Pastoral lease rent changes welcomed

August 5, 2010

Proposed changes to the way rents are calculated on pastoral lease properties has been welcomed by farmers.

The previous administration had changed the way rents were set to include amenity values. They also reflected inflated values paid by the government and overseas purchasers, including Shania Twain.

The result was that properties with good views or close to lakes had to pay much higher rents which were completely unrelated to the earning capacity of the land.

In a media release, High Country Accord chair Jonathan Wallis said that farmers had never sought anything other than a fair rent which reflects the rights and obligations of the parties under the leases.

 “The new system brings transparency and certainty to a process that was becoming increasingly complex and costly to implement correctly.” 

Perhaps the last significant alienation of Crown land, pastoral leases were created under the Land Act 1948. They were seen as the ideal form of tenure set to balance the relative demands of pastoralism, with the needs of conservation in lands already identified as requiring separate management to other classes of rural land. 

“The purpose of the legislation, created more than 60-years ago, remains as valid today as it did then,” says Mr Wallis. 

“The Crown chose to retain an interest in how the land was managed through constraining the land use through the terms of the lease and the provisions of the Land Act. However, although the Crown retained an interest in how the land was managed, the majority of rights to the land were retained by the lessees, not unlike freehold ownership.” 

“The incentive for farmers to invest and transform what were once termed ‘wastelands of the Crown’ into economically and environmentally sustainable enterprises came in the perpetually renewable nature of the lease, implicit that rent could only be charged against the unimproved pastoral proposition with all improvements remaining the property of the lessee.”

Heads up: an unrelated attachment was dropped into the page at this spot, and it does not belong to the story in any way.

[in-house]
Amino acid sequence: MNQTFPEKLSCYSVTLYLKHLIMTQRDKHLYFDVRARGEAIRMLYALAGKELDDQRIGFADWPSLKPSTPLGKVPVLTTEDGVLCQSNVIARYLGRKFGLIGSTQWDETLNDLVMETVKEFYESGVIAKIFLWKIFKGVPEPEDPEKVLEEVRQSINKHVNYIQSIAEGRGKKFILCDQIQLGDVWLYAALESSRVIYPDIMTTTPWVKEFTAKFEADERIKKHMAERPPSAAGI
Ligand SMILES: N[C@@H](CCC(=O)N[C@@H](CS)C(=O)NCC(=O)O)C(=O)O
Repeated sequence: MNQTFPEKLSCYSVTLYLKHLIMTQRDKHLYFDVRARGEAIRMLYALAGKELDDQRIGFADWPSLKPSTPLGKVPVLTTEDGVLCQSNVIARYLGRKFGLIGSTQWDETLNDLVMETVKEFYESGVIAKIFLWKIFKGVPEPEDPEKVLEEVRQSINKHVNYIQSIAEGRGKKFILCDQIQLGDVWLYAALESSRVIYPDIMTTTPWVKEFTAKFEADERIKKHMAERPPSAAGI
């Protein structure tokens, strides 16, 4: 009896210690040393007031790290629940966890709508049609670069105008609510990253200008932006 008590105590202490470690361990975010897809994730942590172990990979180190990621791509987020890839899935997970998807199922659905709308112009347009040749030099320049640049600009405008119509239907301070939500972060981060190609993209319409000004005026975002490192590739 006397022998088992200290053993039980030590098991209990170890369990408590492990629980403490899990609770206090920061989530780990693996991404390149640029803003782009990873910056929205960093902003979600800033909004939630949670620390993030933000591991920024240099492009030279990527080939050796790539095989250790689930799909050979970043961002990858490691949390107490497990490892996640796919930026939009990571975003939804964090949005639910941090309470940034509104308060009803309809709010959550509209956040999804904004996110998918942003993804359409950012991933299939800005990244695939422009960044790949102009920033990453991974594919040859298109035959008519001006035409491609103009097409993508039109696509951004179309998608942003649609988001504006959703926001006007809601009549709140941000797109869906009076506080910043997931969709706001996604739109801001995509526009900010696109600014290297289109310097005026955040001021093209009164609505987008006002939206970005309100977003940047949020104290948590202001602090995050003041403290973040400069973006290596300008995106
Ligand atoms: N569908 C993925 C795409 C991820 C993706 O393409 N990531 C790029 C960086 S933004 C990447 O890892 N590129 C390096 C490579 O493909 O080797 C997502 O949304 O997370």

The contractual nature of the lease meant considerable consultation between the Government and the lessees was required to ensure the balance of property rights remained unchanged from one system to the next.

Mr Wallis says it would be wrong to assume that agreement was reached on every last component but he has acknowledged the extremely high standard of input and review from independent experts in developing this policy.

He says the challenge of moving to a different system of setting rents with more transparency was to leave the essential property rights of high country farmers unchanged.

“The new system does not change the fundamental nature of the lease but unlike the current system for setting rents which has a fixed rental rate, the new system incorporates a variable rate to allow the rent to more closely follow the economics of pastoral farming.”

 “The current policy towards Crown Pastoral Land is a refreshing contrast to recent times which has certainly taken its toll on the high country community both from a social and financial perspective.”

 “The Government has looked to a rational solution for setting rents in accordance with the law and not in a manner which suits those who have a particular axe to grind from time to time. I applaud them for this sensible approach,” says Mr Wallis. 

Federated Farmers also welcomed the changes:

Federated Farmers is welcoming the Land Information Minister, the Hon Maurice Williamson’s, announcement approving a new system for setting rents for South Island high country pastoral leases.

“We think that the Earning Capacity Rent has the possibility to work effectively, so we’re welcoming it with cautious optimism,” says Donald Aubrey, Federated Farmers vice-president.

“The High Country Accord has been working arduously to get these new rents, which will be based on a property’s earning capacity and we’d like to congratulate them for their efforts.

“Although I’m optimistic about the changes, I’m slightly disappointed that we were unable to get greater relief for those facing back rents of up to five years.

“This will place a considerable financial burden on these farmers, but we’re happy to see that Land Information New Zealand (LINZ) is prepared to accept the payments over five years.

The proposed changes announced by Minister of Land Information Maurice Williamson and Agriculture Minister David Carter require  legislation which the ministers hope to have before the house later this year.

Mr Williamson says the new system for setting rents takes into account a number of factors, including the productive capacity of the lease and pastoral economic conditions.

“The way rents are currently calculated is complicated and costly and often produces disputes over both the process used and the result,” he says.